Madison, IN and Milton, KY are repairing a landmark and boosting biking and walking

Milton Madison bridge
The Milton-Madison bridge undergoing construction. Photo via the Milton Madison Bridge Project.

The reconstruction of a bridge spanning the Ohio River between Madison, IN and Milton, KY is more than just a long overdue repair. It is a restoration of a landmark, a way to better connect two interdependent communities and a means of bringing smart growth improvements to both sides of the river.

The existing Milton-Madison bridge had become functionally obsolete, deteriorating badly despite multiple rehabilitations. Its 20-foot wide road deck was too narrow to handle modern traffic and in August 2008, the Kentucky Transportation Cabinet and the Indiana Department of Transportation launched the Milton-Madison Bridge Project in an effort to replace the bridge.

The newly rebuilt bridge will better accommodate today’s traffic, and will also feature safe access for cyclists and walkers—something that was originally included on the bridge’s design when it opened in 1929.

“We want a better gateway for Indiana,” says Andrew Forrester, Director of Community Relations for Madison Mayor Damon Welch. “I think is going to be a catalyst for doing some of the pedestrian and bicycle access that we wanted to do a long time ago. It’ll become a gathering place, we hope.” Madison is also working to connect the bridge’s pedestrian and bicycle lanes through the city’s downtown to the Madison riverfront.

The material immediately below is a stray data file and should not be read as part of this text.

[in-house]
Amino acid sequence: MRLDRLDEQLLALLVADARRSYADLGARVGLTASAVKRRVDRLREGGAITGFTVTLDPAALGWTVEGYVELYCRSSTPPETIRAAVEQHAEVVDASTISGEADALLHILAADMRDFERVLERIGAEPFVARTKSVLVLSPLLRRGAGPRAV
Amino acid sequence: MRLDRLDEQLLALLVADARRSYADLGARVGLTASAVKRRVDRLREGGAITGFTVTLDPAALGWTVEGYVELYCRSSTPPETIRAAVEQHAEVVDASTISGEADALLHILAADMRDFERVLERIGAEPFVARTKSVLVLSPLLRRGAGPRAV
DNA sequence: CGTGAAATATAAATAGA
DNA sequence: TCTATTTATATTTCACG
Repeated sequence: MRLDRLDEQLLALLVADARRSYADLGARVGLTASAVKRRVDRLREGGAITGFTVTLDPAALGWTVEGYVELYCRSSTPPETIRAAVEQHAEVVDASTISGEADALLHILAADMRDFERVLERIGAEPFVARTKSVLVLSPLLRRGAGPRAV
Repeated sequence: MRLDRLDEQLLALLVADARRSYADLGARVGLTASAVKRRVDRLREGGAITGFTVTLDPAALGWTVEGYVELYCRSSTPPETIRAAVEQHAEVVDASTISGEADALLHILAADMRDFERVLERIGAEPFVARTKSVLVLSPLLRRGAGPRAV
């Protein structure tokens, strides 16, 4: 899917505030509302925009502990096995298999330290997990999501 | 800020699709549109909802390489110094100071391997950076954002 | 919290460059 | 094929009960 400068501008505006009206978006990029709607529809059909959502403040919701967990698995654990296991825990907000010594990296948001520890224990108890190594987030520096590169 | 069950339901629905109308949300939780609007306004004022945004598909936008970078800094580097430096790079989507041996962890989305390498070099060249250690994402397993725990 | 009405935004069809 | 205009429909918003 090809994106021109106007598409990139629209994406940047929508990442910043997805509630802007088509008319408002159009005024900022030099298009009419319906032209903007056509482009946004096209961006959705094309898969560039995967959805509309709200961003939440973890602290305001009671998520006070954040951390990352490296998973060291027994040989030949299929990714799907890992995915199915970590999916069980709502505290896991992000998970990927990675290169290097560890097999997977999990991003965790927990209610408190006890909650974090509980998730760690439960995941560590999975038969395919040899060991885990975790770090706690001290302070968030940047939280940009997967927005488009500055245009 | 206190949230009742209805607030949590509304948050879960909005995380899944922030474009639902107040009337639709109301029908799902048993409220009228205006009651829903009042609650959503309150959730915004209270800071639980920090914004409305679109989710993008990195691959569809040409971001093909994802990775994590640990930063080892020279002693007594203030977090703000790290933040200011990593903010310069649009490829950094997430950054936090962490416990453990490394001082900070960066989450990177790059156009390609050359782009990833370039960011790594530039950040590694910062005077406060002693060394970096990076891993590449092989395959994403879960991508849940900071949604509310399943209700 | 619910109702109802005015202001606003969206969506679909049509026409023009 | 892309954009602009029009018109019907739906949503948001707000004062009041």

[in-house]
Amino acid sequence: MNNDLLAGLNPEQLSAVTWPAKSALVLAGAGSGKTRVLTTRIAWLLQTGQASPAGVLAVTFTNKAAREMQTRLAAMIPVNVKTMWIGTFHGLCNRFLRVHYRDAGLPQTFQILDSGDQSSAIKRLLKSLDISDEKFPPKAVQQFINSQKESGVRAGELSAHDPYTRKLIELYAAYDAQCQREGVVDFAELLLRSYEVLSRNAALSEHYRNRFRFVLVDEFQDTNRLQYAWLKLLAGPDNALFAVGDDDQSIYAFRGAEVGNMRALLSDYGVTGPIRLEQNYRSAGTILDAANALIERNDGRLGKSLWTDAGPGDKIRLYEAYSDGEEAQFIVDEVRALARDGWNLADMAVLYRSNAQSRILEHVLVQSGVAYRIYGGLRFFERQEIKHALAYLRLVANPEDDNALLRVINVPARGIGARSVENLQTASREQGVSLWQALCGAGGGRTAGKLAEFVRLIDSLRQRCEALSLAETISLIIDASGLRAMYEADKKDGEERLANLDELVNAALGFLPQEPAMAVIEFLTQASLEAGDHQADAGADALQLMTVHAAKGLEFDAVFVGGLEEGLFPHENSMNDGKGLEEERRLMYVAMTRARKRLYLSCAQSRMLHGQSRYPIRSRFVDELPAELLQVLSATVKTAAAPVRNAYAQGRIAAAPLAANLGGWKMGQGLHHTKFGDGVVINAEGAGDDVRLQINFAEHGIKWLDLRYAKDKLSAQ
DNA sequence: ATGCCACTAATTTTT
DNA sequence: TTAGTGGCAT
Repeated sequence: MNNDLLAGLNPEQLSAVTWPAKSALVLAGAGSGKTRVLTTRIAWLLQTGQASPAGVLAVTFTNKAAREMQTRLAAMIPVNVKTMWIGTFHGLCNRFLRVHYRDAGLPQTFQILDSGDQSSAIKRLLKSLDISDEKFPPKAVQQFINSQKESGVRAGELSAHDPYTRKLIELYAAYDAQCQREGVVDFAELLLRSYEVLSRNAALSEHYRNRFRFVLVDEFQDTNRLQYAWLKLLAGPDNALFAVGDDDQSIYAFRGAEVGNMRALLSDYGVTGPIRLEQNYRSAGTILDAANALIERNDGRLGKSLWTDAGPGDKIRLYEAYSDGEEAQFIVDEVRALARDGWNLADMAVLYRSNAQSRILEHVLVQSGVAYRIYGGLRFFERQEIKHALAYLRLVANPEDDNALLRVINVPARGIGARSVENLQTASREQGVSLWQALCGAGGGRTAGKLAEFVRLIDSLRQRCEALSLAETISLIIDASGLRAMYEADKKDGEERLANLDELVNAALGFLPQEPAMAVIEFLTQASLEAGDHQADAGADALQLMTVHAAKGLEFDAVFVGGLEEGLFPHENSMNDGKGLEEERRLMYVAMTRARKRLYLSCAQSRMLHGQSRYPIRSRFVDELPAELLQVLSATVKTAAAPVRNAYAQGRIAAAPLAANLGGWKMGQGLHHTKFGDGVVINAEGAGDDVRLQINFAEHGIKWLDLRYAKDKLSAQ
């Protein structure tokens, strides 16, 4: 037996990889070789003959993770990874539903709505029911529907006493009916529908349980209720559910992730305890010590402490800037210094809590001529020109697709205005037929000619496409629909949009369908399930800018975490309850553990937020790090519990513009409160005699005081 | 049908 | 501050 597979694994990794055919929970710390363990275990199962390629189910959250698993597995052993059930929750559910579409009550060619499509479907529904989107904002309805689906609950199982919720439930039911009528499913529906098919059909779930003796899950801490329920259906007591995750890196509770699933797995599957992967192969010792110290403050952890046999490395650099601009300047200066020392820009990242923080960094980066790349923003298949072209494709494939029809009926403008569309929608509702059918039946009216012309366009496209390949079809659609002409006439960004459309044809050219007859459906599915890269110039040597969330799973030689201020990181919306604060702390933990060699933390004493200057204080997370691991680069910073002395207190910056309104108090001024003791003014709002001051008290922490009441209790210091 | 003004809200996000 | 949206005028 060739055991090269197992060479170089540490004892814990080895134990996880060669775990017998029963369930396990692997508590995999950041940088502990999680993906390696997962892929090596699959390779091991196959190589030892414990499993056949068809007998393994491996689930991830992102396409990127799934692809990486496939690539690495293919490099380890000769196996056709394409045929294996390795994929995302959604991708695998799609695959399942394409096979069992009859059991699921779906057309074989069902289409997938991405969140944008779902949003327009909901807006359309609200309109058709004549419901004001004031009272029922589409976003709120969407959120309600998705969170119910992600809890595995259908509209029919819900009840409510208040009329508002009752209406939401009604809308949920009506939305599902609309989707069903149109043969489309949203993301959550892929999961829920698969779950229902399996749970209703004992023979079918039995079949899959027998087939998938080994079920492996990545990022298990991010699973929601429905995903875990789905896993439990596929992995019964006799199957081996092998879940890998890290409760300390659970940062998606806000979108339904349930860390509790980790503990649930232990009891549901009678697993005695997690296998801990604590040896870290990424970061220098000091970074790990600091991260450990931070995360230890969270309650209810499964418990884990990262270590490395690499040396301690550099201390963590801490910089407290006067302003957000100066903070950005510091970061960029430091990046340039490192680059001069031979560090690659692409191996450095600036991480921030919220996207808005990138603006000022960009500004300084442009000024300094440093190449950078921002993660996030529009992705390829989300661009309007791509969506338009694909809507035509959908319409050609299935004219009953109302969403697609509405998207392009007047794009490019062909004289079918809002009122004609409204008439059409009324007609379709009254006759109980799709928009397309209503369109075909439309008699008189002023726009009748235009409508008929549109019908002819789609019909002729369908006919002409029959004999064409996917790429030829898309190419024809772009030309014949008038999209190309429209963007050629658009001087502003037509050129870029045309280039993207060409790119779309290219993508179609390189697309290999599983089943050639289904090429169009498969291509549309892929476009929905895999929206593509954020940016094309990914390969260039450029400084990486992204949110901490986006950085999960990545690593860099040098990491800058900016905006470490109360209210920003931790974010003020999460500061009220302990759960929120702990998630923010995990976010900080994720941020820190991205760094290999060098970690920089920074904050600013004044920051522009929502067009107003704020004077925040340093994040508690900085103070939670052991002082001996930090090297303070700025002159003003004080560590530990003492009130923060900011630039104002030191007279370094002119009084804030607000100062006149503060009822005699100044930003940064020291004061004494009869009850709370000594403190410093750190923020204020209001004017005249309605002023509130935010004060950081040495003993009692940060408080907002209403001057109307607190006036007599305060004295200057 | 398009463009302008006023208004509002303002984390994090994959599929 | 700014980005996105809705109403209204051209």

Milton, KY, is also working to expand its walking and bicycling infrastructure, and new biking and walking facilities will help Milton residents take full advantage of the new access.

“The bicycle access will be really awesome,” said Milton’s Debbie Crawford, who has been exhaustively documenting the project’s progress on Facebook. “Route 421 is a popular biking road, but those who use it now have to turn around and go back home at the bridge.” Feedback on the Facebook page suggests to Crawford that the community is “very excited” about both bicycle and pedestrian links to Madison.

The project was funded by a grant from the US Department of Transportation’s TIGER Grant Program, part of the federal Partnership for Sustainable Communities. The most recent round of TIGER grants will award $474 Million to 52 economic development projects in 37 states, including streetcar in Kansas City and the BeltLine in Atlanta. Additional funding for the Milton-Madison Bridge Replacement was split by Kentucky and Indiana, who cooperated in bringing the project to fruition. The reconstruction is projected to create or preserve 1,400 jobs.

The final element of the reconstruction will come when the new bridge is “slid” from its current position onto the old bridge’s reinforced piers. This “design-build” method of construction will allow the bridge to stay in its traditional place while minimizing the amount of time the bridge will be closed to traffic. The respect for cyclists and pedestrians in the new bridge’s design was sorely needed in both towns, but the continuity of the bridge’s design and location will preserve sense of place. “It just wouldn’t be Madison without the bridge,” said Forrester.